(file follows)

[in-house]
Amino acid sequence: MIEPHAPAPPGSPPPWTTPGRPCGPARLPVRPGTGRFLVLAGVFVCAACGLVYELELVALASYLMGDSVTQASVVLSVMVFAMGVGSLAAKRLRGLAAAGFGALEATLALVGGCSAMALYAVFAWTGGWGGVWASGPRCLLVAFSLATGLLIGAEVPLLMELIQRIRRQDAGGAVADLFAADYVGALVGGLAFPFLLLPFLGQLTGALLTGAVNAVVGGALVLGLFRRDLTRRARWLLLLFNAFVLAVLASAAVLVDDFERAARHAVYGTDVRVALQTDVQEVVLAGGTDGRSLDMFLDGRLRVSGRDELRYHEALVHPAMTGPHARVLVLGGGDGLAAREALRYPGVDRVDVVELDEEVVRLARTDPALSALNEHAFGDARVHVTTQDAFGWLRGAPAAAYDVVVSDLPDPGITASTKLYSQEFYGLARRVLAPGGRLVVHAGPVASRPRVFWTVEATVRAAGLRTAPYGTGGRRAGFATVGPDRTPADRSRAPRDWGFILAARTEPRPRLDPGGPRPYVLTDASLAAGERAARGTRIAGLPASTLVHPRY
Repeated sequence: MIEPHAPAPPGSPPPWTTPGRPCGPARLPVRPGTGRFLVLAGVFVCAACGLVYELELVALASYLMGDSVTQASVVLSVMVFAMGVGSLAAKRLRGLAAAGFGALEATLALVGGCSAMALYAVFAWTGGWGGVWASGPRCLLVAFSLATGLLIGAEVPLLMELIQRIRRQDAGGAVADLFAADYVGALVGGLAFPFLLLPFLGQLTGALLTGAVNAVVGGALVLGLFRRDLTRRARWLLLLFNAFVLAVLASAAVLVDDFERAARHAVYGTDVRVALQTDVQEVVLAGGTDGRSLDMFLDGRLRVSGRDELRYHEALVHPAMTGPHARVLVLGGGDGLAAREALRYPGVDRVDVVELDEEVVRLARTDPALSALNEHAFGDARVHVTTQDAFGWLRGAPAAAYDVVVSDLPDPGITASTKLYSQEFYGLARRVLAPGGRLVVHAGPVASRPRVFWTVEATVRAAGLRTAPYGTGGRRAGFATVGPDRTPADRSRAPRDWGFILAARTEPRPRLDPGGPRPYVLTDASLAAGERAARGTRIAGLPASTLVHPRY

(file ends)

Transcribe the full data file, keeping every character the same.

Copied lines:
[in-house]
Amino acid sequence: MIEPHAPAPPGSPPPWTTPGRPCGPARLPVRPGTGRFLVLAGVFVCAACGLVYELELVALASYLMGDSVTQASVVLSVMVFAMGVGSLAAKRLRGLAAAGFGALEATLALVGGCSAMALYAVFAWTGGWGGVWASGPRCLLVAFSLATGLLIGAEVPLLMELIQRIRRQDAGGAVADLFAADYVGALVGGLAFPFLLLPFLGQLTGALLTGAVNAVVGGALVLGLFRRDLTRRARWLLLLFNAFVLAVLASAAVLVDDFERAARHAVYGTDVRVALQTDVQEVVLAGGTDGRSLDMFLDGRLRVSGRDELRYHEALVHPAMTGPHARVLVLGGGDGLAAREALRYPGVDRVDVVELDEEVVRLARTDPALSALNEHAFGDARVHVTTQDAFGWLRGAPAAAYDVVVSDLPDPGITASTKLYSQEFYGLARRVLAPGGRLVVHAGPVASRPRVFWTVEATVRAAGLRTAPYGTGGRRAGFATVGPDRTPADRSRAPRDWGFILAARTEPRPRLDPGGPRPYVLTDASLAAGERAARGTRIAGLPASTLVHPRY
Repeated sequence: MIEPHAPAPPGSPPPWTTPGRPCGPARLPVRPGTGRFLVLAGVFVCAACGLVYELELVALASYLMGDSVTQASVVLSVMVFAMGVGSLAAKRLRGLAAAGFGALEATLALVGGCSAMALYAVFAWTGGWGGVWASGPRCLLVAFSLATGLLIGAEVPLLMELIQRIRRQDAGGAVADLFAADYVGALVGGLAFPFLLLPFLGQLTGALLTGAVNAVVGGALVLGLFRRDLTRRARWLLLLFNAFVLAVLASAAVLVDDFERAARHAVYGTDVRVALQTDVQEVVLAGGTDGRSLDMFLDGRLRVSGRDELRYHEALVHPAMTGPHARVLVLGGGDGLAAREALRYPGVDRVDVVELDEEVVRLARTDPALSALNEHAFGDARVHVTTQDAFGWLRGAPAAAYDVVVSDLPDPGITASTKLYSQEFYGLARRVLAPGGRLVVHAGPVASRPRVFWTVEATVRAAGLRTAPYGTGGRRAGFATVGPDRTPADRSRAPRDWGFILAARTEPRPRLDPGGPRPYVLTDASLAAGERAARGTRIAGLPASTLVHPRY